Browsing Monti: ancient Rome’s most populous borough is now a posh area

Browsing Monti: ancient Rome’s most populous borough is now a posh area

Rome’s borough number 1 (out of the 14 mapped out under the rule of Augustus) has always been the core of Roman life.

And this is maybe the reason why its inhabitants (the monticiani) are very proud and sometimes braggart. Julius Ceasar was born here, Messalina – the wife of the emperor Claudius – practiced her amatory skills in its brothels, Nero, incognito, loved to hang out in its inns. 

Its ancient name was Suburra, and here, in a few aristocratic houses, some of the first Roman Christian churches like S. Martino ai Monti were created.

Monticiani hated and fought their Trastevere counterparts for centuries and even women from Monti were very brave. They used to say that they were “stronger than columns” in fighting…

Even after Rome became the capital of the Italian unified state, it was the city’s largest borough. But it dramatically changed in less than 50 years between the end of the 19th century and the first quarter of the 20th when Rome had to adapt to become an efficient capital with the construction of the Bank of Italy building, the creation of Via Cavour and especially Via dei Fori Imperiali.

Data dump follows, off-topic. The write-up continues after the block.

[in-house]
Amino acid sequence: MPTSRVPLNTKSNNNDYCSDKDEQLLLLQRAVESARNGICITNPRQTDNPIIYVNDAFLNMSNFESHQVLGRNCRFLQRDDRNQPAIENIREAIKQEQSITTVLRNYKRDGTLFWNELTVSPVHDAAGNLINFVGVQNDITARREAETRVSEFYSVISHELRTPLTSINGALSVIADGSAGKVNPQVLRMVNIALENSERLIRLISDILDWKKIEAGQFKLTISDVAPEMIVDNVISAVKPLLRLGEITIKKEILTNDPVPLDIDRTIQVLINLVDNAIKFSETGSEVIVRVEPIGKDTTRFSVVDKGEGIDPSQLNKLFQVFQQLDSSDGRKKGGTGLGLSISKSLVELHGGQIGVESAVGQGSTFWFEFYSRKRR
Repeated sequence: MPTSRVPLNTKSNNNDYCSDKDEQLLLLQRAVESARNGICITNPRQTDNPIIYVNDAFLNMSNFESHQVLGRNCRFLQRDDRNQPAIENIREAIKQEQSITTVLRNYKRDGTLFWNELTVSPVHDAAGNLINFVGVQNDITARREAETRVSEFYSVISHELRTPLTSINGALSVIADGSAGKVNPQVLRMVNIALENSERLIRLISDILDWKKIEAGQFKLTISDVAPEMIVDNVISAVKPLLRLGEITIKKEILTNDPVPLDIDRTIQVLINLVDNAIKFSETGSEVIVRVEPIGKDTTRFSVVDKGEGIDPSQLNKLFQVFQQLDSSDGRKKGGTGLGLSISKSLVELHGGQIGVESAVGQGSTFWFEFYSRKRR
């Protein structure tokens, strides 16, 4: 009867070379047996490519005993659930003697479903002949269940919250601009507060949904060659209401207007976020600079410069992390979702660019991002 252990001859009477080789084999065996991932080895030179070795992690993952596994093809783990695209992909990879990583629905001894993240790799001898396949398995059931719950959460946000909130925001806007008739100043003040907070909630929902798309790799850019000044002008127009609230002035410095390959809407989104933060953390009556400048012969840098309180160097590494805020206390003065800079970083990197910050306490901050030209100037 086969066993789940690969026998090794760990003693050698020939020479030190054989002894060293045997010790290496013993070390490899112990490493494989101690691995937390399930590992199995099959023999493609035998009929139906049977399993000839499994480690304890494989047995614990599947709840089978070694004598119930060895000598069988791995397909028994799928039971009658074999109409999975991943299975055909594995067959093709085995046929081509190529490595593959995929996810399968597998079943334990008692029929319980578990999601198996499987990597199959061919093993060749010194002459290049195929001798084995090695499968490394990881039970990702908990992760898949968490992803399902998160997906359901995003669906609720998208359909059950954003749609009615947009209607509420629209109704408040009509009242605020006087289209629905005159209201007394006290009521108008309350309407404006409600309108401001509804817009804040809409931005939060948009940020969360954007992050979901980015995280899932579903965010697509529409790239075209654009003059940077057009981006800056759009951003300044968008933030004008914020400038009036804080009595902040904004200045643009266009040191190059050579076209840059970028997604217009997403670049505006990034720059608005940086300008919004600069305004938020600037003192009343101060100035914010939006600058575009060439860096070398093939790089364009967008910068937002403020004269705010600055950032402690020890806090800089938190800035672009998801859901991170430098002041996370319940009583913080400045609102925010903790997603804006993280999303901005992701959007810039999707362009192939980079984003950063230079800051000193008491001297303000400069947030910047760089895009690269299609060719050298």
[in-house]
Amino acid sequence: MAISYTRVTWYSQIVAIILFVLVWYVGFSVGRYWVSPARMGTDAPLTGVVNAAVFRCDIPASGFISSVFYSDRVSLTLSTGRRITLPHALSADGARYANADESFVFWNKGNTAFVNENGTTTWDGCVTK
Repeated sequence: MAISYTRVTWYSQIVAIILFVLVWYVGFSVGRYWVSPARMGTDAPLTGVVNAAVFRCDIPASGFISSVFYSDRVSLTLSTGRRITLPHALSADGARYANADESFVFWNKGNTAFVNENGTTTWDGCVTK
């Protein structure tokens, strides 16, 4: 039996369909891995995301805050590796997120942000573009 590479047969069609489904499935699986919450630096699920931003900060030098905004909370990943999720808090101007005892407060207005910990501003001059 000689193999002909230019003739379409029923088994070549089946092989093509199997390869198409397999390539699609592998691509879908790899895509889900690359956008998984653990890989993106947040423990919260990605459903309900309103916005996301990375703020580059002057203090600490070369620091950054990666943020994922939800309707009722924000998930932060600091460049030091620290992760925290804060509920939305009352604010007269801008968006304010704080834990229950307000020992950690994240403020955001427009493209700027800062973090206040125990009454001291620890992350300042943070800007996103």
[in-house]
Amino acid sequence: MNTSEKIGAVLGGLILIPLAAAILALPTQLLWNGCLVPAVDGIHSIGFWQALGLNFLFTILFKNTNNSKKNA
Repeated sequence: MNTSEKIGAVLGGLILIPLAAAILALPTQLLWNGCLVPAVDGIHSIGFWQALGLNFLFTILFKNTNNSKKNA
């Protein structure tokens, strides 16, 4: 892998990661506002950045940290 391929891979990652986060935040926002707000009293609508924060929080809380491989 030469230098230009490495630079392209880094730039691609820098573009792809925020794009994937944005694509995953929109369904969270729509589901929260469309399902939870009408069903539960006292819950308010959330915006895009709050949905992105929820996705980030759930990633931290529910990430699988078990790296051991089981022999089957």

The local identity has often been stronger than the city affiliation in Monti. The atmosphere is very relaxed, nearly lazy in this part of the town. Some say this is the last village of Rome. The focal point of the neighborhood, Piazza Madonna ai Monti, is one of the few spaces in downtown Rome where you can still see kids playing soccer. The homonymous church is open until midnight on Fridays and Saturdays.  

There is a good nightlife in Monti, not as lively as in Trastevere, Testaccio, San Lorenzo or Pigneto but still vibrant enough to give life to this area even at night.

The key event for the borough is the October Feast, the Ottobrata Monticiana, that this year will be on October 19-21.  

Many shops sell good quality products, some handcrafts activities still resist, art galleries, fashionable bars and workshops are expanding also thanks to the affluent tourists who choose this area for a stroll or their accommodation in Rome.

And then one more reason to be very proud of being monticiani: Italy’s president, the head of state, Giorgio Napolitano, lives in Monti. Better than the Quirinale Palace!?